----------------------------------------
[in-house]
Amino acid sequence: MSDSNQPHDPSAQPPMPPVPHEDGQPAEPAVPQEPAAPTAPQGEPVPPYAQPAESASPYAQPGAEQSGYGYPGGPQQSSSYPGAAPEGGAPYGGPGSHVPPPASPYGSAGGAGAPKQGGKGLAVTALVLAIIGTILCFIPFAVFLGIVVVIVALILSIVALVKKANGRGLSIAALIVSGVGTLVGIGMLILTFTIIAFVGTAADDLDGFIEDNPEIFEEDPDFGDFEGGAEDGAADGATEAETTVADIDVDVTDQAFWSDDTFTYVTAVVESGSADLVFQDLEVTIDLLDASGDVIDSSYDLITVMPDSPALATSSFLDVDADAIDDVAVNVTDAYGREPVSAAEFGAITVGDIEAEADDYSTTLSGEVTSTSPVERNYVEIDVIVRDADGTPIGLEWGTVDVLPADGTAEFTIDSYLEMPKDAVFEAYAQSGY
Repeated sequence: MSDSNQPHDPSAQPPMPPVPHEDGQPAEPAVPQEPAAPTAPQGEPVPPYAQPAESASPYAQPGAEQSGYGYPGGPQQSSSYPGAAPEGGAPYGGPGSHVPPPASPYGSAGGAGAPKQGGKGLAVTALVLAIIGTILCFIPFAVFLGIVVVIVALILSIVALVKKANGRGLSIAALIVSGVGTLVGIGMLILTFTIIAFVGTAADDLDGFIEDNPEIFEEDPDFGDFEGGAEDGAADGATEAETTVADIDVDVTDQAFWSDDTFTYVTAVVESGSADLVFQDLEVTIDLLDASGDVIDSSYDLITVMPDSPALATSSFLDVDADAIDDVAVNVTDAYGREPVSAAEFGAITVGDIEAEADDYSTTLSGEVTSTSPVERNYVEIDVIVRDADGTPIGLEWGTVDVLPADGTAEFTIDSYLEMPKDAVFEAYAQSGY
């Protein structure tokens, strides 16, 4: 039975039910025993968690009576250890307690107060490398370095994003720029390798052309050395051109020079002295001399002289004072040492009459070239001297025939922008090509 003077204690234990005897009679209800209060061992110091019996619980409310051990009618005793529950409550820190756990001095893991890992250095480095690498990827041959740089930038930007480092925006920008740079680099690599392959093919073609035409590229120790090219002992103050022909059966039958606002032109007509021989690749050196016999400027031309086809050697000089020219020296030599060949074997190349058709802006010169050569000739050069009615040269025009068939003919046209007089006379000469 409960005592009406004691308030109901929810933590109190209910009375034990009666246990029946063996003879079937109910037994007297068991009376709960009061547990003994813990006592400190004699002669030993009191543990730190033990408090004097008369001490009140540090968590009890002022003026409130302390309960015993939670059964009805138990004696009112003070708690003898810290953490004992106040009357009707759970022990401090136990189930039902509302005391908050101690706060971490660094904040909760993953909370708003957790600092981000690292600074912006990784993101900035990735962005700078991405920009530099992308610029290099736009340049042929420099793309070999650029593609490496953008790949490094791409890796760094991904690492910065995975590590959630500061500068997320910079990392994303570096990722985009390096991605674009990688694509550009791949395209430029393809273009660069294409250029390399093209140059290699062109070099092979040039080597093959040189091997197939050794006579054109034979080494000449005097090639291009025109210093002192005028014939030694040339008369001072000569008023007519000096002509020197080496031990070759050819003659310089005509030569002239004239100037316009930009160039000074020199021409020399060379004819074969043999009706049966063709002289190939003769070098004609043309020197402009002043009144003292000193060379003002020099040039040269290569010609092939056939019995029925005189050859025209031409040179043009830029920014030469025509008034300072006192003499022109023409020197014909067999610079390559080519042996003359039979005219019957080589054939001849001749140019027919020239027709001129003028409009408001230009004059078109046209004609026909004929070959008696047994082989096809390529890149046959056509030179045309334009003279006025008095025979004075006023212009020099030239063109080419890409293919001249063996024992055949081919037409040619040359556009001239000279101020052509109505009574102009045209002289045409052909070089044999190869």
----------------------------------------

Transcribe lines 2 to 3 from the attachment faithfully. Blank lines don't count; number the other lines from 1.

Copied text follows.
Amino acid sequence: MSDSNQPHDPSAQPPMPPVPHEDGQPAEPAVPQEPAAPTAPQGEPVPPYAQPAESASPYAQPGAEQSGYGYPGGPQQSSSYPGAAPEGGAPYGGPGSHVPPPASPYGSAGGAGAPKQGGKGLAVTALVLAIIGTILCFIPFAVFLGIVVVIVALILSIVALVKKANGRGLSIAALIVSGVGTLVGIGMLILTFTIIAFVGTAADDLDGFIEDNPEIFEEDPDFGDFEGGAEDGAADGATEAETTVADIDVDVTDQAFWSDDTFTYVTAVVESGSADLVFQDLEVTIDLLDASGDVIDSSYDLITVMPDSPALATSSFLDVDADAIDDVAVNVTDAYGREPVSAAEFGAITVGDIEAEADDYSTTLSGEVTSTSPVERNYVEIDVIVRDADGTPIGLEWGTVDVLPADGTAEFTIDSYLEMPKDAVFEAYAQSGY
Repeated sequence: MSDSNQPHDPSAQPPMPPVPHEDGQPAEPAVPQEPAAPTAPQGEPVPPYAQPAESASPYAQPGAEQSGYGYPGGPQQSSSYPGAAPEGGAPYGGPGSHVPPPASPYGSAGGAGAPKQGGKGLAVTALVLAIIGTILCFIPFAVFLGIVVVIVALILSIVALVKKANGRGLSIAALIVSGVGTLVGIGMLILTFTIIAFVGTAADDLDGFIEDNPEIFEEDPDFGDFEGGAEDGAADGATEAETTVADIDVDVTDQAFWSDDTFTYVTAVVESGSADLVFQDLEVTIDLLDASGDVIDSSYDLITVMPDSPALATSSFLDVDADAIDDVAVNVTDAYGREPVSAAEFGAITVGDIEAEADDYSTTLSGEVTSTSPVERNYVEIDVIVRDADGTPIGLEWGTVDVLPADGTAEFTIDSYLEMPKDAVFEAYAQSGY